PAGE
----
Folks who work in high-pressure jobs that deal with the darker side of life – cops, paramedics, emergency room personnel – are often known for their dark senses of humour. In their case, it’s not about disrespect, but a way of managing difficult situations. Levity breaks the tension and allows you to keep moving forward without cracking up.
If my title seems a bit inappropriate, it’s a reflection of a tough month coping with recurring health emergencies with one of my favourite hens. She, and her half-sister and hatchmate, Skye, have been two of my friendliest and most striking birds so it’s been difficult figuring out what was going on and weighing what was the best course of action.
I have written two other pieces involving Corazon, my 10 month old Appenzeller Spitzhauben x hen. The first involved a minor prolapse after passing a soft-shelled egg, which was following by a series of major prolapses which I attempted, unsuccessfully, to manage.
I made the difficult decision to have her euthanized by my friend Thomas, who gave me back some interesting ‘pieces’ he found during the necropsy. I immediately recognized the classic signs of a salpingitis infection, commonly referred to as ‘lash egg’. I was curious to know more.
I sent Corazon’s case history and the necropsy photos to Dr Victoria Bowes, Avian Pathologist, at the Animal Health Centre in Abbotsford, B.C. I was interested in her opinion and wanted an explanation for what happened. Had I known she had an infection I would have sent Corazon’s body to the Lab for a complete analysis. It’s worth getting a professional necropsy for a full and accurate picture of issues affecting your flock.
I included the following information and questions:
- At the top of her reproductive system was the start of an egg, no shell and when cut it was full of yolk. How long would that have been there?
- Mid-way down there were two salpingitis masses.
- Close to her vent were a number of growths. What are they?
- Is this is a chicken & egg situation? Did the prolapses contribute to the salpingitis infection or the other way round?
- How long would she have been infected to accumulate that large egg-sized mass?
- At no point did she appear sick – no classic penguin stance or waddle. She was perky through it all.
- I never found any remnants of a ‘lash egg’ (salpingitis) before her death.
Thanks for sharing your juicy pictures (you have to love a woman who thinks necropsy photos are interesting). What I see definitely started their life as ova (yolk) but couldn’t complete the process of forming the egg to be laid. The laminated layers are fibrin (inflammatory exudate). My best guess is that they could have been there 7-10 days, possible longer but the process has been ongoing.
Based on the history of chronic prolapse you can write the story either way, but since salpingitis is extremely common and it is RARELY associated with prolapse I favour the theory that the prolapse generated physical obstruction which is why the eggs backed up, unable to pass despite straining. Only a culture would reveal if there were any bacteria involved, as we see in bacterial salpingitis without prolapse.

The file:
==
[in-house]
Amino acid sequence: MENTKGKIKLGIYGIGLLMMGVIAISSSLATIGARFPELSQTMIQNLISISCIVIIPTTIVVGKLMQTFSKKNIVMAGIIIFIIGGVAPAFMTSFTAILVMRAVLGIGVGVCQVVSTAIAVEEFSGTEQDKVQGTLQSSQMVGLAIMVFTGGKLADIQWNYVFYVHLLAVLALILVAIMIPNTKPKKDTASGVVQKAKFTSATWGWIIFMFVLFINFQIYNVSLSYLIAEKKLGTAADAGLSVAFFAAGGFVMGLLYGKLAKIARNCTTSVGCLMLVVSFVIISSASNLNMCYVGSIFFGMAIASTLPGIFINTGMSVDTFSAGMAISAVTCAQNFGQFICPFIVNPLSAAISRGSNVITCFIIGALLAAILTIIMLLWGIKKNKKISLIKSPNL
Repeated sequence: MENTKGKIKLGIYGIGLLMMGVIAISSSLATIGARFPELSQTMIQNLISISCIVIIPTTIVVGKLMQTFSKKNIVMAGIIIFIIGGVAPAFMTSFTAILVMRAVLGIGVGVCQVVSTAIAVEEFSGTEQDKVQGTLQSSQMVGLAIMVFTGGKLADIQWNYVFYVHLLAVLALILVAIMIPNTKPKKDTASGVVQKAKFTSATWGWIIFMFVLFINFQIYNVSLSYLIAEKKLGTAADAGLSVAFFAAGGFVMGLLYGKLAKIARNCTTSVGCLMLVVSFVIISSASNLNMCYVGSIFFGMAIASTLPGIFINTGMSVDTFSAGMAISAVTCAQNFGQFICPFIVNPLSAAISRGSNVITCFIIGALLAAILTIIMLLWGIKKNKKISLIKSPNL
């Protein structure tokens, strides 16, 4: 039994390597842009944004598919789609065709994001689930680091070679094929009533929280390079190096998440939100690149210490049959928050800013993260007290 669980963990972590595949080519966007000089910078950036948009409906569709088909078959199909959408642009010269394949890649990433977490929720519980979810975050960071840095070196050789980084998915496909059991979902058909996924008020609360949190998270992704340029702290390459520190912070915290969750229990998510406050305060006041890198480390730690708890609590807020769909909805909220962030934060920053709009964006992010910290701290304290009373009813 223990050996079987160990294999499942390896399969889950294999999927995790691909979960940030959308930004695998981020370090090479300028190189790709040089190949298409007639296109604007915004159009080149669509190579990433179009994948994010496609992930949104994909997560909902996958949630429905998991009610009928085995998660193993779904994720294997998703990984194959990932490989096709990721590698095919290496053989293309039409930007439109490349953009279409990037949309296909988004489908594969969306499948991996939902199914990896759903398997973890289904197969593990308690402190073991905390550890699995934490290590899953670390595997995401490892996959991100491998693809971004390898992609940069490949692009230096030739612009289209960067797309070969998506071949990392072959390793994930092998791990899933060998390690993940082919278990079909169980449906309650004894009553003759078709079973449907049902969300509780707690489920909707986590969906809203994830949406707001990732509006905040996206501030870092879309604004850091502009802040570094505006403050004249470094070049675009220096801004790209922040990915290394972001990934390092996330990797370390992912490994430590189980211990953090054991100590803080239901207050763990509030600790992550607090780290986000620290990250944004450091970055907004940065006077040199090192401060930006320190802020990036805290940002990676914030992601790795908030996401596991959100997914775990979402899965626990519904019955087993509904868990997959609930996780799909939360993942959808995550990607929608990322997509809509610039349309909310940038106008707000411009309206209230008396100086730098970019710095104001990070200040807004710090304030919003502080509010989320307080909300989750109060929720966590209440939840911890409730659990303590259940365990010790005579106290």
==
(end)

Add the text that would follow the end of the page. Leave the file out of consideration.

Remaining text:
Initial prolapses are easy to push back in, but without a ligation (i.e purse string suture) to set it back in place and keep it there, chronic prolapses are inevitable. The exposure of that delicate mucous membrane to the air then leads to swelling, inflammation, scarring & cannibalism and that is what causes the physical obstruction to egg laying. If she stayed in lay then internal lay would be a secondary consequence. The fact she was “perky” suggests a lack of bacterial infection, or at least a very localized one.
Common causes of prolapse are: excessive abdominal fat, excessively large eggs or small pelvic frame for the size of eggs, infection of the vent (bacteria or fungus (look up “vent gleet”), local tumours (this could be your answer since the bursa can develop tumours with Marek’s Disease and Leucosis).
Not much to change going forward but keep your eye on the other girls for similar issues.
- She was a slight hen with a small pelvic frame, a new layer with a history of soft-shelled eggs (even though I fed her high calcium foods) who probably prolapsed due to straining to lay. She didn’t have vent gleet and my flock, as far as I know, has not had cases of Marek’s Disease or Avian Leucosis.
- In future, I would attempt to deal with a minor prolapse, or even a major one, only once regardless of how successful I was in pushing the prolapse back inside.
- If there was evidence that the prolapse was outside the body for a sustained time (hers wasn’t) or damage to the tissue by other hens pecking it (her was) I would think of euthanasia much sooner. What I didn’t realize is how long the damaged tissue would take to heal and the pecking injury was probably the site of the infection.
- Given that it is common for a prolapse to recur, I would be quicker to euthanize a hen if there was a subsequent prolapse. Corazon was crated for the better part of a month in an attempt to inhibit laying and to allow the internal tissues to heal. She didn’t appear ill so I felt terrible keeping her confined. I vacillated between wondering if all my efforts were helping her or if I was prolonging the inevitable. In hindsight, I feel I should have made the difficult decision to euthanize her sooner.
I’m hoping if you ever have to deal with a prolapsed vent you can learn from my experience and save yourself some heartache and your hen some undue suffering. Consider sending a culled bird (or one who dies unexpectedly) for a necropsy to see what their analysis reveals. I’m most appreciative of the information I received.